Figure 3. Lateral eye area of representive species and subspecies.

(A)&(B) M. eupeus thersites, (C)&(D) M. eupeus mongolcus, (E)&(F) M. caucasicus przewalskii, (G)&(H) M. caucasicus intermedius, (I)&(J) M. bolensis, (K)&(L) M. longichelus, (M)&(N) M. karshius. (O)&(P) H. songi, (Q)&® L. mucronatus, (S)&(T) I. (Reddyanus) assamensis, (U)&(V) R. xinjianganus, (W)&(X) S. gracilis, (Y)&(Z) B. draa.

Figure 4. Representive specimens with exceptional number of lateral eyes.

(A)&(B) A specimen with 6 lateral eyes, M. caucasicus intermedius, (C)&(D) A specimen lacking No. 4 lateral eye, M. martensii martensii, (E)&(F) A specimen lacking No. 5 lateral eye, L. mucronatus.

Furthermore, we conducted reference investigations to see how many previously reported buthids with 5 pairs of lateral eyes and what and where they are. Table 2 is a summary of related publications we found, involving 63 species from 16 genera. Together with those in Table 1, this would add up to 79 species and 21 genera. Though this would account for only a small proportion in the family Buthidae and not exhaustive, these examples come from many different locations scattering Asia and Africa where contains all the buthid genera in the Old World what make it can not be easily ignored.

Table 2. Species and Publications with Descriptions of Five Pairs of Lateral Eyes.

During the reexamination, we found variations in the number and location of lateral eyes. The counts of numbers of eyes ranged between 4 to 6 (Figure 3, Figure 4 and Table 1). The eye No. 4 has three possible locations, P1, P2 or P3 (Figure1. B). Most are at P1 or P2 and very few at P3 (Figure 3. Q, R, S, T) among different species.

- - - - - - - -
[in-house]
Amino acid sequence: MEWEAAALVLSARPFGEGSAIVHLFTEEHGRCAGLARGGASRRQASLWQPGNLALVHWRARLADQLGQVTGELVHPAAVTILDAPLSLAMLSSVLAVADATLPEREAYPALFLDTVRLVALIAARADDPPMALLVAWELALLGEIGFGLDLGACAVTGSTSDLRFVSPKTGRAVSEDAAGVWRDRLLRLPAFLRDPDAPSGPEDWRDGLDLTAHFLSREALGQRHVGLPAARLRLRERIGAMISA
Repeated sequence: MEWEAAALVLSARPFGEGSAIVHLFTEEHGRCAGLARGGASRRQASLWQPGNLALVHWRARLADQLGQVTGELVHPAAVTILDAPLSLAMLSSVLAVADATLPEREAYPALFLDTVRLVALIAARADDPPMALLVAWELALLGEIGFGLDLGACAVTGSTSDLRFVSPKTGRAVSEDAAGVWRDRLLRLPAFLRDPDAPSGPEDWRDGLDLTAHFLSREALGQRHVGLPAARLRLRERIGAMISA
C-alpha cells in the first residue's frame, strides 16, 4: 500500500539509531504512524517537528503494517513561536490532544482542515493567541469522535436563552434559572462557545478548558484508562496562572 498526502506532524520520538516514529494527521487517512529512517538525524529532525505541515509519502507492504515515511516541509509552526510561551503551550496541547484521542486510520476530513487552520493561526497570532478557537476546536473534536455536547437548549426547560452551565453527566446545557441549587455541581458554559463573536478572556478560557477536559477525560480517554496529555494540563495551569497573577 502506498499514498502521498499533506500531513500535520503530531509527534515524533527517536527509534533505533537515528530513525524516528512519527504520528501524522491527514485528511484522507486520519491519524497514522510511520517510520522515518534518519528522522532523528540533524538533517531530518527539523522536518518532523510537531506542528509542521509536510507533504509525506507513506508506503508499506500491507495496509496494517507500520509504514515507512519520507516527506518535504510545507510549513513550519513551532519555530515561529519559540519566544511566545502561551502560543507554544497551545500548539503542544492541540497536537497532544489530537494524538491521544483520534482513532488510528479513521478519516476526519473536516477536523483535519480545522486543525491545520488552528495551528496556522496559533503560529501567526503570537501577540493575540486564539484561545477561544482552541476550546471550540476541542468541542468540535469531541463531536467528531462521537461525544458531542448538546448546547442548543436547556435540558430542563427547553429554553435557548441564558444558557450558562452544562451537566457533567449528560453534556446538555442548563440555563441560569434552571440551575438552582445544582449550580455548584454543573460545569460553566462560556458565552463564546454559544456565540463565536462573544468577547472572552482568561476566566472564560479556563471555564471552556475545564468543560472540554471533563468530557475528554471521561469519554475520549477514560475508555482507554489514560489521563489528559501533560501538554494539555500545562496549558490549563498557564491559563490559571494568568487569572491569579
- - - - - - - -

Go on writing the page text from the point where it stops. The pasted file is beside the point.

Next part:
As another result of the above work, we summarized possible reasons leading to overlooking on lateral eyes No. 4 and No. 5 in previous studies here.

  1. Eyes No. 4 & 5 were smaller in size in contrast to No. 1–3 lateral eyes (only about one third to half the size of No. 1–3 eyes, Figure 2).
  2. Under the stereomicroscope, the eyes No. 4 & 5 were much resembling tubercles on the carapace and almost indistinguishable in size and shape in most cases, (Figure2. B). This also could be due to the semi-transparent appearance of either the tubercles or micro-lateral eyes when under the normal white or yellow light (Figure2. B).
  3. The sizes and locations of the lateral eyes were variable among different species and also among different specimens in one species. In some cases, the No. 4 was bigger than No. 5, in other cases, it was the opposite, and in most cases they were almost equivalent in size. Recognition and location was particularly difficult when the two eyes were both smaller than the average sizes.